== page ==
The logo should probably proclaim “King Family Dairy” since it’s a true family business. The brothers oversee different aspects of the farm. Jeff concentrates on the herd while Jan focuses on growing the feed stocks: hay, alfalfa, corn, soybeans. They take understandable pride that they grow 100% of their feed, on 2,500 acres spread across a 15-mile radius in Saratoga and Washington counties.

Jan’s wife, Pandora, has her own veterinarian practice off-farm but serves as the farm’s vet as well. Jeff’s wife, Becky, serves as the financial officer for the farm and the dairy and oversees marketing and sales promotions. Another brother, David, is a dairy feed nutritionist in northern New York, and he visits the farm every three weeks to assess their blend and make feed recommendations. He takes samples of all the feed Jan grows on-farm and sends them to a lab for analysis of protein, nutrient, fiber and mineral content.

“We’ve got a closed loop here on the farm, with brothers and family all involved one way or another!” said Jeff with a smile. And the next generation is learning the ropes as well. The two brothers have five kids ranging from 16 to nine years old. The kids love the farm and show the registered Holsteins at fairs, 4H projects and various cow organizations. When schedules allow, they like to help with the calves.

“It’s very important to have our kids be involved,” Jan said. “And not only our kids, but some of our employees’ children as well. We’re committed to giving these kids the opportunity to experience this lifestyle of a working farm, just as we did growing up. That’s a main reason why we are doing this. Certainly not because it’s easy or making millions!” Jeff added, “Who knows if any of them will carry on the family business. Hopefully we’ve developed a business that allows each of them to stay involved in some aspect if they want.”

MILK CAN’T GET ANY FRESHER

Jan and Jeff are in their sixth year of the revamped business, pleased with their current status but always with an eye to the future. In 2014, they formed a business plan to construct their own processing and bottling facility on-farm. For the past five years, they had to send their milk off for processing at a small family farm about an hour and half away. However, the brothers dreamed of a fully integrated on-farm system with the cows milked in the barn and the milk processed and bottled just a few steps away.

That dream has become a reality in the form of a 10,000-square-foot dairy processing plant and retail space built in front of the barn. The milk from the bulk tank is pumped into the processing room where it passes through the cream separator and then into the mixing and blending storage tanks for different varieties of milk—chocolate, skim and whole. Last stops are pasteurizing and bottling. The brothers are committed to using classic bottles because glass keeps the product colder and helps milk taste fresher. Moreover, the reusable bottles are environmentally friendly and reduce landfill waste.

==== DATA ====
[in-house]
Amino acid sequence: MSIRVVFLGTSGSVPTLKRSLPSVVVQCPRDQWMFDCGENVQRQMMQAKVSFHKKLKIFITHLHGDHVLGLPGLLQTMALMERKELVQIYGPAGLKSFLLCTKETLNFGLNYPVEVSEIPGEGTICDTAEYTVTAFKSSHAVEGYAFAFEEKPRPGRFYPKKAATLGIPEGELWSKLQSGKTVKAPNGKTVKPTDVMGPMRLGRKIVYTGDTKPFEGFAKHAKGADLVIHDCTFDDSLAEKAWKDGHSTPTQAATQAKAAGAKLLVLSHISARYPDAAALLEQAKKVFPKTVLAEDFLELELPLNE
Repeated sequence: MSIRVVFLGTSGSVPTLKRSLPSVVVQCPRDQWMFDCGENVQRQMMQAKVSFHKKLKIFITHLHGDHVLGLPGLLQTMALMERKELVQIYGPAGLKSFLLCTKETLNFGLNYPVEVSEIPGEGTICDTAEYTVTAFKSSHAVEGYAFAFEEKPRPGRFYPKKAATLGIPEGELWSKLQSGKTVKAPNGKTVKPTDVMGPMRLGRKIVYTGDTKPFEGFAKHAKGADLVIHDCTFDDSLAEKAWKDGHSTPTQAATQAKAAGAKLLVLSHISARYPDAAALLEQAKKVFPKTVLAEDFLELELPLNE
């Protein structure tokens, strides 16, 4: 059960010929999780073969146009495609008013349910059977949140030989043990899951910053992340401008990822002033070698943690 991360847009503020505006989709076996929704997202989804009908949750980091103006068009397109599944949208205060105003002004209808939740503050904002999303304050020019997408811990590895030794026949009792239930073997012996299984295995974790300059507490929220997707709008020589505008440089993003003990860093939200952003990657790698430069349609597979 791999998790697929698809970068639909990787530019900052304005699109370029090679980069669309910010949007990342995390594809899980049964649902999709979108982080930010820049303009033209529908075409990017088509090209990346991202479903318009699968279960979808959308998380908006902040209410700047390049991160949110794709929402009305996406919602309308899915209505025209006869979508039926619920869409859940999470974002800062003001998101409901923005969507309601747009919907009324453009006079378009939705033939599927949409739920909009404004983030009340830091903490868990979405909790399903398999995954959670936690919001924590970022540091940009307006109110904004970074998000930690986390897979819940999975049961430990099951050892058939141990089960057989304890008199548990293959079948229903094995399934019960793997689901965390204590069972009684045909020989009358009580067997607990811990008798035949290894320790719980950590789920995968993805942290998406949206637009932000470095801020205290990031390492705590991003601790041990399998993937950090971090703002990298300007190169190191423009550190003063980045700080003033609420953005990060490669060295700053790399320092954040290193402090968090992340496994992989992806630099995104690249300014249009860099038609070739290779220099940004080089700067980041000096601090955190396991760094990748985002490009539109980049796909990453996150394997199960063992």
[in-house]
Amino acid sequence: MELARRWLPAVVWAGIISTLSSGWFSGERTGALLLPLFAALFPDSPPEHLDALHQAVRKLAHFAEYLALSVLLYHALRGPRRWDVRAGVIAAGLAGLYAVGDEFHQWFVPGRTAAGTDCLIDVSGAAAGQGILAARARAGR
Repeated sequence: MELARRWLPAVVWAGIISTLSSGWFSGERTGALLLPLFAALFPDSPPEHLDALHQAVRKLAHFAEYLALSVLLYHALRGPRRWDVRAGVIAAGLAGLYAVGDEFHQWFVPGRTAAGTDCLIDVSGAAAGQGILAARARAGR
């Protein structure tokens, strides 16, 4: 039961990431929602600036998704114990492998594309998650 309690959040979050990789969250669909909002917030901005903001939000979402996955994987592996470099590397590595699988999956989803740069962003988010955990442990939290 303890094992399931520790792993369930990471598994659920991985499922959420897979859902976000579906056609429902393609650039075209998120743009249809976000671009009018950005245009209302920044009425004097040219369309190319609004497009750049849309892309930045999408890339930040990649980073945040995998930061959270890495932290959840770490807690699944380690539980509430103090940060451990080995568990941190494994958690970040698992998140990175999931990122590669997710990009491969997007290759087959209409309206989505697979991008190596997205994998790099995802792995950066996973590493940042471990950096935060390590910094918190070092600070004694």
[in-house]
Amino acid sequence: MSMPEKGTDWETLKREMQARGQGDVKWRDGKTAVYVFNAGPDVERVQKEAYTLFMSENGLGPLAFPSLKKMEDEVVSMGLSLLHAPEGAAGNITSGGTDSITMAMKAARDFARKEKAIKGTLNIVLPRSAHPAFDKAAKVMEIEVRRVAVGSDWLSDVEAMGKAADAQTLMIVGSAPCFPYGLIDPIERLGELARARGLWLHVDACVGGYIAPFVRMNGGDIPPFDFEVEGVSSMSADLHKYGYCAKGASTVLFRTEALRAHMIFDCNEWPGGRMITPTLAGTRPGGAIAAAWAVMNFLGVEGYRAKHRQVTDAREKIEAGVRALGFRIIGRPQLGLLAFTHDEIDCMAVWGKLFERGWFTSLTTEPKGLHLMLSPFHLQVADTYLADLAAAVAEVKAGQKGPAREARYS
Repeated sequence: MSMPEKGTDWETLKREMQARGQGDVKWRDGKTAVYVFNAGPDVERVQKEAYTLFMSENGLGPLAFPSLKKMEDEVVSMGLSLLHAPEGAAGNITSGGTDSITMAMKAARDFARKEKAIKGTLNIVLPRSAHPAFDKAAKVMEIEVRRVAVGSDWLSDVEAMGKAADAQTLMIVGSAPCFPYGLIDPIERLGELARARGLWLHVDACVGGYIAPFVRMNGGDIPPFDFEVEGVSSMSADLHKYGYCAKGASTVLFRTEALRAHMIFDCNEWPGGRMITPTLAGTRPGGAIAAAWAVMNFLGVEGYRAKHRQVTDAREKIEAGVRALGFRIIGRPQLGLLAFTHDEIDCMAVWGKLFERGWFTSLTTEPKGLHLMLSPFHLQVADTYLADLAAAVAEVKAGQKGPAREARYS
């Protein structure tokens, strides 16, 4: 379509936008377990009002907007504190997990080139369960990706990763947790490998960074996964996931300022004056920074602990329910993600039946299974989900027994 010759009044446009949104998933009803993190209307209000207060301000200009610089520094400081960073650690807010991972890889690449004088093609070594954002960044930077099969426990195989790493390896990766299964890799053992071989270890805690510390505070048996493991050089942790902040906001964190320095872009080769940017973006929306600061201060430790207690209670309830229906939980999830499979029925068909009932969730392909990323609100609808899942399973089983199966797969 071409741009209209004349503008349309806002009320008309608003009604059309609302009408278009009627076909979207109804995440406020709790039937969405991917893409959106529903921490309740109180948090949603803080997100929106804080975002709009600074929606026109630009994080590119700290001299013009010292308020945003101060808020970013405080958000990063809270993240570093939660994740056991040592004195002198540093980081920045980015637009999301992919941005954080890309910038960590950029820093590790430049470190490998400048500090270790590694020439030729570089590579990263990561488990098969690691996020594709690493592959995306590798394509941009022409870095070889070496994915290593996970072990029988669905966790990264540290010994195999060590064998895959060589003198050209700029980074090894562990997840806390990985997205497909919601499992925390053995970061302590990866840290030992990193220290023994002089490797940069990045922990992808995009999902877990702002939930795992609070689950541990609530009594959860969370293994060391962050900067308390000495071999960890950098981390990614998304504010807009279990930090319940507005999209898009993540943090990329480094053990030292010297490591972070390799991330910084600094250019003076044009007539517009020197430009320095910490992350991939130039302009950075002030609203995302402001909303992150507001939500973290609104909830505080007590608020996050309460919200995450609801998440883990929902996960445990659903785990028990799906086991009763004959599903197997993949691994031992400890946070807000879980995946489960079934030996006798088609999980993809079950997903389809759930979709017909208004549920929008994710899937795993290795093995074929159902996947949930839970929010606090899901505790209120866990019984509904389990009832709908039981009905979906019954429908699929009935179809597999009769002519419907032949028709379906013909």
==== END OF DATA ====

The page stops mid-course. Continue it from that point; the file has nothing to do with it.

OPPORTUNITIES FOR SOLUTION

It’s obvious that the brothers share the same vision and values. When asked about challenges, they paused. For a long time. A cow mooed in the background. The brothers scratched their heads and looked at one another. Jan spoke first. “Jeff and I work really well together, and we employ 20 people. With the team we have around us, it’s not too often we look at something and say, ‘Oh, my goodness, I don’t think we can do that.’ We have talented people who have been here a long time. We all have a strong can-do attitude and everyone pulls together to tackle any issues that may come up.” Jeff added, “When there’s a challenge, it gets taken care of. This on-farm bottling plant is a great opportunity for all of us. We would never consider it without the team we have onboard now. There’s plenty to learn here even before we put milk in the bottles.”

The one challenge they do face is finding new markets. Jeff acknowledged, “We can’t just snap our fingers and make the marketing and distribution end work out. That takes time and energy and persistence. We’ve been doing it on a small scale. We need to change the scale of that operation.”

The brothers hope to ramp up the bottled milk production and perhaps branch into new offerings. Jan explained, “We sell whole, skim, chocolate and cream. Ice cream and yogurt may come soon. But we want to master the equipment until we feel comfortable. Then we can establish new markets and expand into other products.”

AND IN THEIR SPARE TIME...

The Kings remain fully invested in their community, serving on the local planning and zoning boards. “Our kids play a lot of sports so we coach youth baseball and football, and our wives have coached youth soccer. We have a lot of fun supporting our community. It’s a nice balance to farming,” said Jan.

Judging from the increasing customer base and steady activity at the retail store, it’s clear that the community enjoys supporting the King family dairy in return. 

KingBrothersDairy.com 

Article from Edible Capital District at http://ediblecapitaldistrict.ediblecommunities.com/drink/king-brothers-dairy-century-tradition